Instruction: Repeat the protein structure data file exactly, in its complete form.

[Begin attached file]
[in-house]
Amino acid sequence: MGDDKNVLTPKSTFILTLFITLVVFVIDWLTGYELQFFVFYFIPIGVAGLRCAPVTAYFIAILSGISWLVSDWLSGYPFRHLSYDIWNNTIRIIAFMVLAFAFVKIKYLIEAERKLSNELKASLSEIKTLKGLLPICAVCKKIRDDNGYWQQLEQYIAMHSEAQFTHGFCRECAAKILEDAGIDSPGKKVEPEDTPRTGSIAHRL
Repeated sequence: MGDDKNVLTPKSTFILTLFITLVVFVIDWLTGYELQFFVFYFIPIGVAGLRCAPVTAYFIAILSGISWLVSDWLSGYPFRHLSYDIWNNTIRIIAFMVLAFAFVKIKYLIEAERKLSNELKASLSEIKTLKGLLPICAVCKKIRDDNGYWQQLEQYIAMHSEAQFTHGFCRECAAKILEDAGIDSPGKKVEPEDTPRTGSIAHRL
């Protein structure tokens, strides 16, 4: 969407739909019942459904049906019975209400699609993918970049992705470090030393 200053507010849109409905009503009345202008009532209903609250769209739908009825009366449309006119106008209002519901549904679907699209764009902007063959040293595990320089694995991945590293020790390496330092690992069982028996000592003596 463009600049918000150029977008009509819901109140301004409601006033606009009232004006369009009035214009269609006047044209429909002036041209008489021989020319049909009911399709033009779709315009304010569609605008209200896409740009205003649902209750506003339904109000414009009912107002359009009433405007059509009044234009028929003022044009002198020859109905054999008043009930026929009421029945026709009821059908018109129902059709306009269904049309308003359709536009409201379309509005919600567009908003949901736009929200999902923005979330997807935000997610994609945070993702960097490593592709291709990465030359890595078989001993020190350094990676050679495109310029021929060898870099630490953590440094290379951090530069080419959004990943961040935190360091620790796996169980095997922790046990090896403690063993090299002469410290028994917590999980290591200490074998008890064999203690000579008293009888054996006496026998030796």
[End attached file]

[in-house]
Amino acid sequence: MGDDKNVLTPKSTFILTLFITLVVFVIDWLTGYELQFFVFYFIPIGVAGLRCAPVTAYFIAILSGISWLVSDWLSGYPFRHLSYDIWNNTIRIIAFMVLAFAFVKIKYLIEAERKLSNELKASLSEIKTLKGLLPICAVCKKIRDDNGYWQQLEQYIAMHSEAQFTHGFCRECAAKILEDAGIDSPGKKVEPEDTPRTGSIAHRL
Repeated sequence: MGDDKNVLTPKSTFILTLFITLVVFVIDWLTGYELQFFVFYFIPIGVAGLRCAPVTAYFIAILSGISWLVSDWLSGYPFRHLSYDIWNNTIRIIAFMVLAFAFVKIKYLIEAERKLSNELKASLSEIKTLKGLLPICAVCKKIRDDNGYWQQLEQYIAMHSEAQFTHGFCRECAAKILEDAGIDSPGKKVEPEDTPRTGSIAHRL
């Protein structure tokens, strides 16, 4: 969407739909019942459904049906019975209400699609993918970049992705470090030393 200053507010849109409905009503009345202008009532209903609250769209739908009825009366449309006119106008209002519901549904679907699209764009902007063959040293595990320089694995991945590293020790390496330092690992069982028996000592003596 463009600049918000150029977008009509819901109140301004409601006033606009009232004006369009009035214009269609006047044209429909002036041209008489021989020319049909009911399709033009779709315009304010569609605008209200896409740009205003649902209750506003339904109000414009009912107002359009009433405007059509009044234009028929003022044009002198020859109905054999008043009930026929009421029945026709009821059908018109129902059709306009269904049309308003359709536009409201379309509005919600567009908003949901736009929200999902923005979330997807935000997610994609945070993702960097490593592709291709990465030359890595078989001993020190350094990676050679495109310029021929060898870099630490953590440094290379951090530069080419959004990943961040935190360091620790796996169980095997922790046990090896403690063993090299002469410290028994917590999980290591200490074998008890064999203690000579008293009888054996006496026998030796």